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Citing A COVID-19 Shortfall, DHS Increases Visa Fees For Touring Artists

Drew Angerer
Getty Images

While it's still unknown when musicians and touring artists will again be able to perform in venues, those based abroad and hoping to tour the U.S. will face increased costs to do so legally.

U.S. Citizenship and Immigration Services, or USCIS, part of the Department of Homeland Security, announced the change in the Federal Register on Thursday, just ahead of the Labor Day holiday weekend. It mandates that fees to obtain O and P visas, which cover individual artists and groups, respectively, and allow them to work for a period of time in the U.S., will be increased by around 50%.

An O visa, which applies to "Individuals with Extraordinary Ability or Achievement," will increase in price from $460 to $705, a 53% increase, while the P visa, which generally applies to groups or "culturally unique" artists, will increase from $460 to $695, a 51% increase.

The agency explained that it "conducted a comprehensive biennial fee review and determined that current fees do not recover the full cost of providing adjudication and naturalization services." It went on to say that the new rule stems from projections showing "that USCIS would receive $1.1 billion less in non-premium revenue in the second half of the fiscal year [2020] than previously forecast. USCIS cannot absorb that large of a revenue loss and have enough funding to sustain operations at the same level as prior to the pandemic."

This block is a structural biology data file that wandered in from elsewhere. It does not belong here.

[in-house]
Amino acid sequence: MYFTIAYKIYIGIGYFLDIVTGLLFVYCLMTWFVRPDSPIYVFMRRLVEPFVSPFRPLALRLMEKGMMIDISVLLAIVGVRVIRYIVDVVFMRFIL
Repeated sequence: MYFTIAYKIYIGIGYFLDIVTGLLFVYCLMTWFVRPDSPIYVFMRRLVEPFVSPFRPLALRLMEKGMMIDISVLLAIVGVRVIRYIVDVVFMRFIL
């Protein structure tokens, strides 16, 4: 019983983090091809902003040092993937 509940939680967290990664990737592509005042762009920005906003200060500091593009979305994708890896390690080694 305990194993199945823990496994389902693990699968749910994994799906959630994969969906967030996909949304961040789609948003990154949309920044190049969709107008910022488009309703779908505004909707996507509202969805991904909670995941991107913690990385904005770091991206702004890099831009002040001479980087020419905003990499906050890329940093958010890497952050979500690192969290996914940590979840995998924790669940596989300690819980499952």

"The bigger problem," said Matthew Covey, an immigration attorney with the nonprofit Tamizdat, "is that [Immigration and Naturalization] and later USCIS adjudication of the O and P regulations has become so arbitrary and onerous, that most arts institutions have been forced to hire attorneys to manage the process for them. As such, presenting performing artists in the U.S. now comes with massive legal costs which are — in our opinion — a catastrophic financial impediment to cultural exchange."

In 2017, the Department of Homeland Security began more stringent enforcement of a common "workaround" used by artists, the Visa Waiver Program, or ESTA, which allowed individuals and groups into the country as nonworking tourists. The program was commonly used by emerging artists to perform at nonpaid industry events, such as most concerts that take place during South by Southwest.

However, a performance, whether paid or unpaid, is classified as work by USCIS. This renewed enforcement, at a time of wider shifts in immigration policy, resulted in several music groups being deported or denied entry.

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